- If you can’t get your hands on a bottle of tepache or don’t use alcohol in your cooking, you can substitute with pineapple juice in the recipe.
Love upside down cake? You’ll want to check out these recipes:
- Upside Down Rhubarb Walnut Cake – This recipe is a heavenly summer dessert made perfect with a moist cake topped with a sweet and tart crunchy fruit topping.
- Upside Down Cranberry Coffee Cake – Serve up this sweet homemade coffee cake with a hot cup of freshly brewed coffee for the perfect breakfast. Great for holidays too!
- Apple Upside Down Cake – Nothing says fall like a warm spiced apple dessert, and this recipe will definitely impress because it is so incredibly rich and delicious.
- Banana Upside Down Cake – Put those ripe bananas to excellent use and make this easy, rich and sinful cake. Its the perfect dessert for any occasion.
- Bourbon Glazed Apple Gingerbread Upside Down Cake – I can’t think of a better rustic dessert to serve during the holidays than this delicious Bourbon Glazed Apple Gingerbread Upside Down Cake.
- Apricot Almond Upside Down Cake combines tart fresh apricots, sweet butter and brown sugar topping, and delicious crunch from the almonds and pine nuts.
- Upside down pear tarts – These are an impressive looking fall dessert, yet are incredibly easy to make with only a few ingredients.
Pineapple Upside Down Cake
Pineapple Upside Down Cake, made with fresh pineapple and tepache, a type of pineapple hard cider, is the most delicious dessert you can make in a cast iron skillet! A layer of sweet and juicy pineapple pieces are smothered in a super sweet topping. Then the most moist and flavorful cake cooks on top.
- 1/2 large fresh pineapple peeled, cut lengthwise into 8 pieces, and core removed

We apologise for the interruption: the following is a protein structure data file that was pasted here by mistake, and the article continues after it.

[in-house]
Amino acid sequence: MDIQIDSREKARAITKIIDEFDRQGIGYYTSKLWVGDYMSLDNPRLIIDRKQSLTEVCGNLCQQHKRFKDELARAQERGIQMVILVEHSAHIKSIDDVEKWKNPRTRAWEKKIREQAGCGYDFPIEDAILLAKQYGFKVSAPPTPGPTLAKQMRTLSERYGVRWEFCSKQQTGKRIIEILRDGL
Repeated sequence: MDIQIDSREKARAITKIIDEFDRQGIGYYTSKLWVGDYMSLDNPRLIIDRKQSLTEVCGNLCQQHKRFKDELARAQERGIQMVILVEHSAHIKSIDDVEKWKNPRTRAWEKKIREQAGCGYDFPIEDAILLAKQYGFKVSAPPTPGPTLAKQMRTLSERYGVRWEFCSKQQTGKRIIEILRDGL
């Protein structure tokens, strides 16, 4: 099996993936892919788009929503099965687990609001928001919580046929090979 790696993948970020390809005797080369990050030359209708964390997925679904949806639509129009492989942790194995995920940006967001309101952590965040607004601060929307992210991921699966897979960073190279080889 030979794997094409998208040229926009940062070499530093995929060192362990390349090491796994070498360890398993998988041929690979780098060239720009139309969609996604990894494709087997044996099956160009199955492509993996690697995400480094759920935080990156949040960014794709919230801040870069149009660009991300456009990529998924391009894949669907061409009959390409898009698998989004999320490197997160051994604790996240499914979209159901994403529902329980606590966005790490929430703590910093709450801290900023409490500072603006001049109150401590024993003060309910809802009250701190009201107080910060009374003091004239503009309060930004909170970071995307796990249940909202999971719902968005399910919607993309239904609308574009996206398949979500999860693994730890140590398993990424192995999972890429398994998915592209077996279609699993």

- 8 tablespoons 1 stick unsalted butter
- 1 cup packed light brown sugar
- 1/4 cup hard pineapple cider can substitute with pineapple juice
- 2 cups all-purpose flour
- 1 tablespoon baking powder
- 1/2 teaspoon salt
- 8 tablespoons 1 stick unsalted butter, softened
- 1 1/4 cups granulated sugar
- 2 large eggs
- 1 egg yolk
- 1 tablespoon vanilla extract
- 1 cup hard pineapple cider can substitute with pineapple juice
Preheat oven to 350°F.
I recommend making this cake in a well-seasoned 12-inch cast-iron skillet. If you don't have one, you can make the topping in a pot and then transfer it to a 9x13 baking dish.
Cut the pineapple spears into 3/8-inch thick pieces.
To make the topping, melt butter in skillet. Add brown sugar and hard cider and simmer over medium heat, stirring, until the sugar dissolves. This will take about four minutes. Remove from heat. Arrange pineapple on top of sugar mixture in concentric circles, overlapping pieces slightly (see photo).
To make the cake, whisk together flour, baking powder, and salt in a small bowl. Set aside.
Using a stand mixer with the paddle attachment or an electric mixer, beat butter until light and fluffy, then gradually beat in granulated sugar. This may take up to 5 minutes.
Add eggs and yolk, one at a time, beating well after each addition. Beat in vanilla.
Add half of flour mixture and beat on low speed just until blended. Beat in pineapple cider, then add remaining flour mixture, beating just until blended.
Spoon batter over pineapple topping and spread evenly. Bake cake in middle of oven until golden and a tester comes out clean, about 45 minutes. Let cake stand in skillet five minutes.
Set a plate or platter large enough to cover skillet on top and invert cake onto plate (keeping plate and skillet firmly pressed together). Do this as quickly as possible so as to not change the pattern of the pineapples while flipping.
Serve cake just warm or at room temperature.
If you are not able to find hard pineapple cider, you can use pineapple juice instead.